During the meeting, plans for the Wine Capital Art Walk (May 11) and the Canada 150 Mosaic Mural Project (May 30 – June 1) were announced. A committee of arts council members, Oliver Tourism, Oliver-Osoyoos Winery Association, and the Oliver Business Association are already preparing for an evening art extravaganza on Main Street this spring, including exhibits, live demonstrations, wine tastings, live music, and other performance art.  The evening concludes with art draws and refreshments at Medici’s. The arts council is also supporting the Town of Oliver in a community arts initiative to celebrate Canada’s sesquicentennial. This spring, all residents will be invited to paint one of 600 tiles in a mosaic mural, to be mounted in the downtown area later this year.

Following the business of the AGM, representatives from member arts groups shared their news for upcoming arts events. Three choral concerts, several music and dance performances, fibre workshops, a theatrical production, and some exciting Canada 150 exhibits are already being planned this spring.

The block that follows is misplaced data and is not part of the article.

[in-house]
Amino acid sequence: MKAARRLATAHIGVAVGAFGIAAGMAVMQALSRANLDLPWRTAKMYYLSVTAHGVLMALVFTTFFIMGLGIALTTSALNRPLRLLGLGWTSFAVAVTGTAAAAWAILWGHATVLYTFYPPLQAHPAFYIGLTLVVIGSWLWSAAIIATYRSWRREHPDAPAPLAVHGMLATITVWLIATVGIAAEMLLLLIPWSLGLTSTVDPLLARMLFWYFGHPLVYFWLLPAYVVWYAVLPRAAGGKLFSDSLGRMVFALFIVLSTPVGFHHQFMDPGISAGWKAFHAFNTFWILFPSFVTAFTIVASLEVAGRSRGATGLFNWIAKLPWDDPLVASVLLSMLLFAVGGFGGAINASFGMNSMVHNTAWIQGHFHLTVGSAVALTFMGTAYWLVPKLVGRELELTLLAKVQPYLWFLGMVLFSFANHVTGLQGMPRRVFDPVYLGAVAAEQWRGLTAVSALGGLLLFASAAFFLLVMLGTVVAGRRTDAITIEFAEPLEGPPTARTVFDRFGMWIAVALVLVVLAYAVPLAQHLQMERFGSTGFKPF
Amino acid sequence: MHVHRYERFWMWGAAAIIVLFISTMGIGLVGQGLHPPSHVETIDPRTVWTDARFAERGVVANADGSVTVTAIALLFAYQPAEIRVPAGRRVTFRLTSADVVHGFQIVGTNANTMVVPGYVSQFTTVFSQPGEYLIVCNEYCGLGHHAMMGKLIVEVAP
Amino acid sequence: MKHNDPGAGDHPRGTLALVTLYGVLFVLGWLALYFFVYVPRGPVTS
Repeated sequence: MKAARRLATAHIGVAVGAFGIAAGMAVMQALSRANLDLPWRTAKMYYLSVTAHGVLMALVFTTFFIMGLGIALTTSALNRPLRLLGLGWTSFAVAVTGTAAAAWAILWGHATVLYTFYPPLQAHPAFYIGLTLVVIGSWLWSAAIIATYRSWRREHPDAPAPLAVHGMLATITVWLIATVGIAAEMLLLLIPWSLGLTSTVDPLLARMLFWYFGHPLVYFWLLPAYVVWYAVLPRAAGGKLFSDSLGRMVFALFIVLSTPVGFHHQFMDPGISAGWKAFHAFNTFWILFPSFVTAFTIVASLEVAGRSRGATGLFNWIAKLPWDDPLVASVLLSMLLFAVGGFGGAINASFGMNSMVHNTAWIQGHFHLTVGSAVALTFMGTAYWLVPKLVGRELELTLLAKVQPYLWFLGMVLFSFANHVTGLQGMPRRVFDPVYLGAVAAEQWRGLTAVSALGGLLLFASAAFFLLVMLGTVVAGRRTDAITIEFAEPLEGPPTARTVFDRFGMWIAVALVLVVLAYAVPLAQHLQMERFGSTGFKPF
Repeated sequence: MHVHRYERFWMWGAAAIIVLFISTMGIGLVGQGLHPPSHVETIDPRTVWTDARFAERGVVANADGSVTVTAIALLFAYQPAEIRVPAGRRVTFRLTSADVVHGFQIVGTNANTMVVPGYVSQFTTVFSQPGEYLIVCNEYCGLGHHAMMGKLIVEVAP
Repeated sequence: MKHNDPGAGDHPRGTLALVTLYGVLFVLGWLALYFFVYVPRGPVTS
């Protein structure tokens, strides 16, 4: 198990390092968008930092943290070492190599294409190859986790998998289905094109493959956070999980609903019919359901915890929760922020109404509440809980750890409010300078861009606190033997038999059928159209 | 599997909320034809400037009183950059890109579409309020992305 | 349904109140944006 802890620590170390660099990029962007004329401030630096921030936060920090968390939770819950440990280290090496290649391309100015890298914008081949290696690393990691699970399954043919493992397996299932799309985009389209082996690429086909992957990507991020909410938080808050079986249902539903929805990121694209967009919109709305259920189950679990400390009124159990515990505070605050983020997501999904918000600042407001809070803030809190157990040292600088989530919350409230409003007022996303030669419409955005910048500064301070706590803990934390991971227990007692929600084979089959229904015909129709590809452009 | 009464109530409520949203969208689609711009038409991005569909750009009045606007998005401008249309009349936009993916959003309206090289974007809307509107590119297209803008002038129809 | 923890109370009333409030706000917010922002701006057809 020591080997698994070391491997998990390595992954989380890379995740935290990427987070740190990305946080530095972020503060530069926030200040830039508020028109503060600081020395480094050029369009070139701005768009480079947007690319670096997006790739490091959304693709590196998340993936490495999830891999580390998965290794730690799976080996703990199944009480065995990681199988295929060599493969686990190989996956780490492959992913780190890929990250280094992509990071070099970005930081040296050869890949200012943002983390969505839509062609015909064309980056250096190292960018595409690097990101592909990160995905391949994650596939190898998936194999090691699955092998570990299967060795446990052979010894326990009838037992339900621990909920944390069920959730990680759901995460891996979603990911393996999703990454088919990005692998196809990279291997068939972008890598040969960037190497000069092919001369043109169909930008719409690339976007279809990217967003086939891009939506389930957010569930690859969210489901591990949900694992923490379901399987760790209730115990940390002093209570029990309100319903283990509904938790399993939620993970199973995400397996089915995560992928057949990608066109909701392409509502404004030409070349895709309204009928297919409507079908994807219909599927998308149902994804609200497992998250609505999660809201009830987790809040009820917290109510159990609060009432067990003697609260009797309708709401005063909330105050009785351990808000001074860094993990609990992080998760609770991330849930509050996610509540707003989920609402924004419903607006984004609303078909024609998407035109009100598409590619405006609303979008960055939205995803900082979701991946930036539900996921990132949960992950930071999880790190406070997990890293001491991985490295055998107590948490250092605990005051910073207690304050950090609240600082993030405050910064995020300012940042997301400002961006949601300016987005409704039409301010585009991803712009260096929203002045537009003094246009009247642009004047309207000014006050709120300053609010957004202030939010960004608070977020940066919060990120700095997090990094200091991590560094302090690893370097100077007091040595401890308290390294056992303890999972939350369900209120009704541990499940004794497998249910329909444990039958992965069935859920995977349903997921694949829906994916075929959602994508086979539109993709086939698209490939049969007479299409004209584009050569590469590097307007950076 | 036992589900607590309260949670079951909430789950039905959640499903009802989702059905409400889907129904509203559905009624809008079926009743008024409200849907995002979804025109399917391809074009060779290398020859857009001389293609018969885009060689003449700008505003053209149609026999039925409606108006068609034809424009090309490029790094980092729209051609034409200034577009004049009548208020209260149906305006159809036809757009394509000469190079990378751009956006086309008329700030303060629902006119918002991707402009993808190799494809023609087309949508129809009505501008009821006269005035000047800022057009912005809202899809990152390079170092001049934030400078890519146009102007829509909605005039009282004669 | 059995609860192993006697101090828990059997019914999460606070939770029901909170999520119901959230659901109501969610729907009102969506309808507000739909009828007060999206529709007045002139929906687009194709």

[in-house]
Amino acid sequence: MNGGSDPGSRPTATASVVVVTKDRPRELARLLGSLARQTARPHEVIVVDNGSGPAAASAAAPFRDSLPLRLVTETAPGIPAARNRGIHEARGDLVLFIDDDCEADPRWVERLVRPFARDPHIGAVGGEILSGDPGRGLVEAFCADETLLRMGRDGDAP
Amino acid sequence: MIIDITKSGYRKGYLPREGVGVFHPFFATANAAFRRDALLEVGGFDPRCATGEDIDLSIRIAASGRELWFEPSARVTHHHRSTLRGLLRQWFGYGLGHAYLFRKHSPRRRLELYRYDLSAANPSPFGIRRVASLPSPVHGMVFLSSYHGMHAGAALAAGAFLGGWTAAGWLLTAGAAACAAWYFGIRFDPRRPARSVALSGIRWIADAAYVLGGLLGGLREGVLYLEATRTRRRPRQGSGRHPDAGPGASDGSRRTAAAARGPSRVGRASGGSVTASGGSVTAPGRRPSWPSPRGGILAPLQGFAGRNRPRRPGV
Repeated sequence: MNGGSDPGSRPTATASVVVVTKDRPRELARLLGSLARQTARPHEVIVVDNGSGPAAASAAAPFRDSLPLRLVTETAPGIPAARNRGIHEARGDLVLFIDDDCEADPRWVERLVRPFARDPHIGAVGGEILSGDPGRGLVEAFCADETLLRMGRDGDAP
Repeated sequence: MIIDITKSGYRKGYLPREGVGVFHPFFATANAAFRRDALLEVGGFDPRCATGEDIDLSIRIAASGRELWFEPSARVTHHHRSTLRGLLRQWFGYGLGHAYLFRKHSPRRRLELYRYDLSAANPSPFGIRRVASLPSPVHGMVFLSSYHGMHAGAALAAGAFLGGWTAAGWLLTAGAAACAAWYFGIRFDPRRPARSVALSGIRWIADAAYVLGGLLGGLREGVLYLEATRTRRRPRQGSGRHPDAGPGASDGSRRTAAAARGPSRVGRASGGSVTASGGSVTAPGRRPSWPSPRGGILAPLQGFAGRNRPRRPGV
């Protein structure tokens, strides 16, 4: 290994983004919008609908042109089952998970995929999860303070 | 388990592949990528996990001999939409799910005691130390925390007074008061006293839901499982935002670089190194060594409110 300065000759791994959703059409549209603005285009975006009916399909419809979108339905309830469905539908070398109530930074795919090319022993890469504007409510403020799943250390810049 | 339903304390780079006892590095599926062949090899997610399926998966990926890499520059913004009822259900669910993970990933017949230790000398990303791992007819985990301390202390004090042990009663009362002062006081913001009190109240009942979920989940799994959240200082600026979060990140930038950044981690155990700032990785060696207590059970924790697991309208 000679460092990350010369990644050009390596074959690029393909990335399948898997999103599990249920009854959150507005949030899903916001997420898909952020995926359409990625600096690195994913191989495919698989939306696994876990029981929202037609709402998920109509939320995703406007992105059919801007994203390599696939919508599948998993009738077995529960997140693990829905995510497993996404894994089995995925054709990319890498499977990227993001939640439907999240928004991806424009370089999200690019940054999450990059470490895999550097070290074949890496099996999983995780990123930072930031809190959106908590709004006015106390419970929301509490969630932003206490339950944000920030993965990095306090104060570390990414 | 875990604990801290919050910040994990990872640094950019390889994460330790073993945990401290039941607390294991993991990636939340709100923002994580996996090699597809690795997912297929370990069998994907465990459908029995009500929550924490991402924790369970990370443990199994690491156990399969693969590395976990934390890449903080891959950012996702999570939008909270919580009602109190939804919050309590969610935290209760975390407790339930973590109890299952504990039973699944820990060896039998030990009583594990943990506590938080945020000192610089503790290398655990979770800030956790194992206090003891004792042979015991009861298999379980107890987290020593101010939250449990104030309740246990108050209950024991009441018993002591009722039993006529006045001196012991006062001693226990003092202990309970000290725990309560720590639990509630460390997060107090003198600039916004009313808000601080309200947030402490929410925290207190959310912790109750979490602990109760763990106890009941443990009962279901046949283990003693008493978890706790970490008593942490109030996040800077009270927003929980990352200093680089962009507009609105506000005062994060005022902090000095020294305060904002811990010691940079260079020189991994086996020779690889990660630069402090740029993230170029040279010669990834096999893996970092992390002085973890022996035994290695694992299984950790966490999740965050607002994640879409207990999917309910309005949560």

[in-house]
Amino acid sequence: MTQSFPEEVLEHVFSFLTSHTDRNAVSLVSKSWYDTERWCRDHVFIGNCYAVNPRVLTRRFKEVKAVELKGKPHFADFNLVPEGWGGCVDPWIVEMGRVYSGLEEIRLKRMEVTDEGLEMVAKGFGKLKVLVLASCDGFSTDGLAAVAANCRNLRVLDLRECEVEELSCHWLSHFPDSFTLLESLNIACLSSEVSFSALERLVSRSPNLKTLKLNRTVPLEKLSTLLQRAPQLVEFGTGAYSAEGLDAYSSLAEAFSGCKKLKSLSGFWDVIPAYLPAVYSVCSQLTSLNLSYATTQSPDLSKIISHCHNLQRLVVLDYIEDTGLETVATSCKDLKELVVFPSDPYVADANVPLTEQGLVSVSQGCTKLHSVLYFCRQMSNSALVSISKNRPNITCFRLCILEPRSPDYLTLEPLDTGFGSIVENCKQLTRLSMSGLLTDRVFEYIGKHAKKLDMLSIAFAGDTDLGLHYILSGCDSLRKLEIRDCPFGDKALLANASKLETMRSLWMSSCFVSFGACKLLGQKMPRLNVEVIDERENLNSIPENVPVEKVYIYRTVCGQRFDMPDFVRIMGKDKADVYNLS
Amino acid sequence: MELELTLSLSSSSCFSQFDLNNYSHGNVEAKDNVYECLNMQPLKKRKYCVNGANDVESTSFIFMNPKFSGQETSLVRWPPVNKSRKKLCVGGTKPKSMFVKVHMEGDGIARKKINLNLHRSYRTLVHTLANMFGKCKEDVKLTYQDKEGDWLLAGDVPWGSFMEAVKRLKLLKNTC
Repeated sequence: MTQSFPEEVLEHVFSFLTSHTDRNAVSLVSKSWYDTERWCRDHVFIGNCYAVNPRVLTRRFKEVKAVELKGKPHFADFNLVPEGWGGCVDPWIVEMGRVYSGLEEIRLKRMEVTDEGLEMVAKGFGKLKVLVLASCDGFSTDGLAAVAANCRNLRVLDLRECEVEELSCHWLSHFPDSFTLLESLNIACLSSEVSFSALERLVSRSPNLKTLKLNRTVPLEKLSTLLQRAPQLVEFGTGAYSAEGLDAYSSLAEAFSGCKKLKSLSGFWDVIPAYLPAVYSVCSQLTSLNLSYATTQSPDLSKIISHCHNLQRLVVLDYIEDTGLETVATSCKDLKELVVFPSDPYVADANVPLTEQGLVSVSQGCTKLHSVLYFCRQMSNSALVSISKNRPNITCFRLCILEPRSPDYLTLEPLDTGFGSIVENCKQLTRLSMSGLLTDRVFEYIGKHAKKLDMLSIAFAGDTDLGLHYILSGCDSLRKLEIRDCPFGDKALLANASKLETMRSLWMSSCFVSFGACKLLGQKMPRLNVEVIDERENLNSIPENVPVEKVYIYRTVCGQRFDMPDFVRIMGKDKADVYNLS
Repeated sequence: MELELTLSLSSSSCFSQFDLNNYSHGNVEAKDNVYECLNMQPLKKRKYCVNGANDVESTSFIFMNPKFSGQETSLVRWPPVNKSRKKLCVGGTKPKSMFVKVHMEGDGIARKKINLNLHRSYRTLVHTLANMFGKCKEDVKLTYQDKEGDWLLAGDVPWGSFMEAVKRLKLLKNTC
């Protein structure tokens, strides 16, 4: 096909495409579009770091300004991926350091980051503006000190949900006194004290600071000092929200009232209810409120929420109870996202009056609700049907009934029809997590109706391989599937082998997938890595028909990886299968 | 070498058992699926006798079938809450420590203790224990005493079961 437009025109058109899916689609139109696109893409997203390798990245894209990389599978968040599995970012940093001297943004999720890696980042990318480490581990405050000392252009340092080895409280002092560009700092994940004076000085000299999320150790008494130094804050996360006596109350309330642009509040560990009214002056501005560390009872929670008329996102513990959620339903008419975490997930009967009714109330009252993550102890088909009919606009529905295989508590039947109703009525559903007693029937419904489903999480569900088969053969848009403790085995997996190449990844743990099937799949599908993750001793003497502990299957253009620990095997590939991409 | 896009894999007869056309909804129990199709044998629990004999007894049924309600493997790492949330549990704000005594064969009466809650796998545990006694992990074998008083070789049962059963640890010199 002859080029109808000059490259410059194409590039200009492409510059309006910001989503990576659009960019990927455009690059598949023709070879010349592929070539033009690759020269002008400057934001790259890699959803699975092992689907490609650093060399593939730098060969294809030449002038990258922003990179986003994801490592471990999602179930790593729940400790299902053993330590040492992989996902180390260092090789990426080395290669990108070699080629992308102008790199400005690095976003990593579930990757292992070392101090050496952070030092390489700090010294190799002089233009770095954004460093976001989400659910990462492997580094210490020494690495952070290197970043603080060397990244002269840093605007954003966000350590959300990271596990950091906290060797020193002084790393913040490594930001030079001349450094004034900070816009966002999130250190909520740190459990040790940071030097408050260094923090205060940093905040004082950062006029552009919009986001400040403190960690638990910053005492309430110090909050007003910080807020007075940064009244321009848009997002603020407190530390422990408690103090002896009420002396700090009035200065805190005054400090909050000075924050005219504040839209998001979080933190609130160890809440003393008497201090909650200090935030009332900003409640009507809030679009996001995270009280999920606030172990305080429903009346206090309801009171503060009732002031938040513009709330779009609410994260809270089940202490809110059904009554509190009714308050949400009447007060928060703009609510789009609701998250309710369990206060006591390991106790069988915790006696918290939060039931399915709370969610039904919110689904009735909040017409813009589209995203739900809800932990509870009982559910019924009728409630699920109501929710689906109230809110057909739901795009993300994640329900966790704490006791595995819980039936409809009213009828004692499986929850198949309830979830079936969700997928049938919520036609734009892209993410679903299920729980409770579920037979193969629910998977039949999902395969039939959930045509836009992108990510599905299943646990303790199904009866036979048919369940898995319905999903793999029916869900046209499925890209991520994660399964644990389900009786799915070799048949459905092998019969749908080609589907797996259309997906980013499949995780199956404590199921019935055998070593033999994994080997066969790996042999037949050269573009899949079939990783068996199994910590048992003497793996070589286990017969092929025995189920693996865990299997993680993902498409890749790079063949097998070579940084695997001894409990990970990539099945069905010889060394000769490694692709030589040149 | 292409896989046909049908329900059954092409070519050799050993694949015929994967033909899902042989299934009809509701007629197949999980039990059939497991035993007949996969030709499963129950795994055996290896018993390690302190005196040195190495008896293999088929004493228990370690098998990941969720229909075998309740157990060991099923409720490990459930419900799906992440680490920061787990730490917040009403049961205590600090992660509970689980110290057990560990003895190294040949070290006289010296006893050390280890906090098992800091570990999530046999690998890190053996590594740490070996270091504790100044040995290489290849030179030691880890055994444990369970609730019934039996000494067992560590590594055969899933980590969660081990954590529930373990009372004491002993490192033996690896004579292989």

The arts council has set dates for all its 2017 events. In addition to the Wine Capital Art Walk and the Mosaic Mural Project, the arts council will present the following events: Showcase of Talent (May 3), Music in the Park (every Thursday evening in July and August), the Fall Art Show & Sale (Sept 30 – Oct 1) and the Community Christmas Concert (November 26).

Membership in the arts council is a great way to keep current with local arts news, stay connected with artists, and show support for the arts. Membership at the group and business level includes free advertising in monthly newsletters, on the website, and at their public events. More information is at http://oliverartscouncil.org/?page_id=9604 and olivercac @ gmail.com